How Lean Business Plans Can Make Your Startup a Success

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Lean thinking is about eliminating waste and improving efficiency. The methodology has applications such as lean manufacturing, lean product development and, of course, lean startups. The “lean” concept can also be applied to reduce the length of documentation such as contracts, CVs of job seekers or company policies.

Lean thinking offers a useful approach to business planning. This is great news for all parties involved because:

  • business owners (and especially startup owners) don’t have time for an expensive multi-page planning document, and
  • the intended readers of business plans are often also pressed for time and appreciate a straight-to-the-point document.

According B-planstraditional business plans:

  • Takes too long to write.
  • Will never be read in its entirety.
  • May be outdated by the time you finish writing them.
  • Cannot be updated frequently with ease.

Create an outline on a page

Ideally, a lean business plan should:

  • Fit on one page.
  • Just be simple enough (but not too easy).
  • Take about 20 minutes to write.
  • Help you measure progress towards your goals.
  • Be easy to continually update and refine.

Find a model or create your plan

Googling “Lean business plan template” or “lean canvas” will bring up dozens of free templates to download and fill out. The US Small Business Administration (SBA) recommends the Business Model Canvas developed by Alex Osterwalder.

Elements

life plan suggests a one-page template with 12 sections, each of which can be filled with bullet points. Keep in mind that a reader (like a lender) may request more details on any of these sections.

  1. Identify: What does your company do? (Summarize in one sentence.)
  2. Problem: What customer problem do you intend to solve?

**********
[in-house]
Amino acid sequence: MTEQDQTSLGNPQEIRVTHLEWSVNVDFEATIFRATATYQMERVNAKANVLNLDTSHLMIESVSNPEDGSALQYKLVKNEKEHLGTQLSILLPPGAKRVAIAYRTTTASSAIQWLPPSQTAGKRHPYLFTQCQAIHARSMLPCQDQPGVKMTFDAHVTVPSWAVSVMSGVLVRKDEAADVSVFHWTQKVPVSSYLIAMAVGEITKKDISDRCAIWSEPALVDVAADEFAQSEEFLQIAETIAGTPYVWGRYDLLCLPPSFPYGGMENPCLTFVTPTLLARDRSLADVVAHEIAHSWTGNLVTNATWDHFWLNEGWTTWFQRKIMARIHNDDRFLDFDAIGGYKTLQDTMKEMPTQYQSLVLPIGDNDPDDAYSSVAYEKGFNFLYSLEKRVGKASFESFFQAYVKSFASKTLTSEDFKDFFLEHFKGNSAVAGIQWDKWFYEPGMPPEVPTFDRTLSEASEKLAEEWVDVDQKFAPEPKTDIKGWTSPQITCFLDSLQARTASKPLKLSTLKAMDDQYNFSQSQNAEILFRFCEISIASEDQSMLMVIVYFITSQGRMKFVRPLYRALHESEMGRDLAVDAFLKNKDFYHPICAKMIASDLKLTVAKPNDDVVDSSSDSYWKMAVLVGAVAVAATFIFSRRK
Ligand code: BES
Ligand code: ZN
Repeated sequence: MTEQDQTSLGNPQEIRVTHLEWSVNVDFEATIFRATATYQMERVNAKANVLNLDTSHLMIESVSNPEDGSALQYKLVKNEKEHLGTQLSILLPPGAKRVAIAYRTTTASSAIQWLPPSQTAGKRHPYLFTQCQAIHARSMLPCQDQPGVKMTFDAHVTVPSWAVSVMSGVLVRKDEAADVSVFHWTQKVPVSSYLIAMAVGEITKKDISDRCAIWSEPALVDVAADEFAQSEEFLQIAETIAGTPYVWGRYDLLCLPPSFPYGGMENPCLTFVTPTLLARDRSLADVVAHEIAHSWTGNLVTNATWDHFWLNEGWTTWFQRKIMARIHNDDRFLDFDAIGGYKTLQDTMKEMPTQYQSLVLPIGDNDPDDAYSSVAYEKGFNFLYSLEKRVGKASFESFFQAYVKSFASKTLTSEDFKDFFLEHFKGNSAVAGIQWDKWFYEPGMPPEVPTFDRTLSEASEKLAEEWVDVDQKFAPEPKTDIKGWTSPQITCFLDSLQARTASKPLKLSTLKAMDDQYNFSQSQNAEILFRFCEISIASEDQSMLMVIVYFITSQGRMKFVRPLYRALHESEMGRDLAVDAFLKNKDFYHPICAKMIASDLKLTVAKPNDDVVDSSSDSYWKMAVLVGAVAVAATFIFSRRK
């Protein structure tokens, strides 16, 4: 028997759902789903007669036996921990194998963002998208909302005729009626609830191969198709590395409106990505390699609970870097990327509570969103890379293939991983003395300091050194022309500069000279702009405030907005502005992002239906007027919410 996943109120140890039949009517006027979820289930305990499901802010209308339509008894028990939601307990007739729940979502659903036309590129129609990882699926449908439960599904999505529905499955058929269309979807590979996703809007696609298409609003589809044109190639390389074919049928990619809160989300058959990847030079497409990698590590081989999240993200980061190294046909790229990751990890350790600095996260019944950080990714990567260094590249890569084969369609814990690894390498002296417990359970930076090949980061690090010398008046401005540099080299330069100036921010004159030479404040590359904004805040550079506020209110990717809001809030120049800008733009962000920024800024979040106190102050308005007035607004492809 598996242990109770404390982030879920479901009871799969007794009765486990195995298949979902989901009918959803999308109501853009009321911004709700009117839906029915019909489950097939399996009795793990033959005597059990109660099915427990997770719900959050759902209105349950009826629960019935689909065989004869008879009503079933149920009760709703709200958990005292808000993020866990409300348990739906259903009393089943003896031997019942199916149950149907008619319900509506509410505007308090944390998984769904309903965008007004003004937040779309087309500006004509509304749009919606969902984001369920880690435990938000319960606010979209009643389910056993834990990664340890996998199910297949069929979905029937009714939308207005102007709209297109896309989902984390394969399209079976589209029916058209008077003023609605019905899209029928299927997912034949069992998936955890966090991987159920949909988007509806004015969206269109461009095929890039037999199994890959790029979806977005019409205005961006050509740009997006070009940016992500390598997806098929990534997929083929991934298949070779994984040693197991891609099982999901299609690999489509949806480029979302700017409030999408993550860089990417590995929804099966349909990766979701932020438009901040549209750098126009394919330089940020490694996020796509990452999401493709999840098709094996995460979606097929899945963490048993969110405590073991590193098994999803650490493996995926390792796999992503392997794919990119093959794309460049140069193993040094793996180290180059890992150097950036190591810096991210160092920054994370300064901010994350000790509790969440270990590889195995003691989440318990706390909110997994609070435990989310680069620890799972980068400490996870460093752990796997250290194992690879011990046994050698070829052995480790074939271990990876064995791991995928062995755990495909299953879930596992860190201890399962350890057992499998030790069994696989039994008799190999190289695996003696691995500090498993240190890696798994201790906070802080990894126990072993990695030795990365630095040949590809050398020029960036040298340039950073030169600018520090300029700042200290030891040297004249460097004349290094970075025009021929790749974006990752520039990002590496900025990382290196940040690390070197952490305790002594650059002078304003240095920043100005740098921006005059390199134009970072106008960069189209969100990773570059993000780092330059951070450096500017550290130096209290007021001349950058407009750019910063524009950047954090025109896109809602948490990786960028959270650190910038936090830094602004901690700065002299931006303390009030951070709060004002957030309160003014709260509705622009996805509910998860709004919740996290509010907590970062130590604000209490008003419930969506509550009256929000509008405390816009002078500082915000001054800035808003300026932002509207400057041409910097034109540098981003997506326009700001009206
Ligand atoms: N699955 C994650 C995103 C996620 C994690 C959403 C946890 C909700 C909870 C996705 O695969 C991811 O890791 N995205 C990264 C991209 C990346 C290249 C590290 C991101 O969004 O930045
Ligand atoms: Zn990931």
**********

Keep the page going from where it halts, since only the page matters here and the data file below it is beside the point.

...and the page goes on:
3. The solution: How do you plan to address or resolve the customer issue?
  4. Target market: Who will buy your product or service?
  5. Competition: Who are your competitors and how are they solving the problem identified in Section 2?
  6. Sales channels: Will you be selling in physical stores, online, through a larger distributor, or other channels?
  7. Marketing activities: Such as partnerships with marketing agencies, advertising in trade publications, social media, trade shows.
  8. Revenue: How will your business make money?
  9. Expenses: May include payroll, rent, insurance, etc.
  10. Milestones: Briefly summarize your roadmap for the short and medium term.
  11. Team and key roles: Who are the key players in your current team and what key roles are needed?
  12. Partners and Resources: Who are your suppliers? What other companies will you need to work with to be successful?

Validate, review and revise

Lean business plans are meant to be living documents. This means that instead of creating a long business plan that will only be used once and then never referred to again, the lean plan should be used over and over again. This means:

  1. Validation of plan assumptions – is your target market correct? Do customers want to pay for the solution you offer?
  2. Exam – Take time in your calendar to review the plan to see if it’s still relevant and correct it three, six and twelve months later.
  3. Revise – This is a live document. Some sections (such as Identity) will remain the same, but other parts such as Milestones, Team, Competition, and Partners will need to be updated regularly.

Having a business plan helps business owners secure outside financing, maintain strategic direction, and track milestones. Have a lean The business plan has the added benefits of being easily updatable, saving time, and helping you grow faster. Having a one-page plan also forces business owners to be clear and concise in their planning.

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Image Credit: GaudiLab/Shutterstock.com

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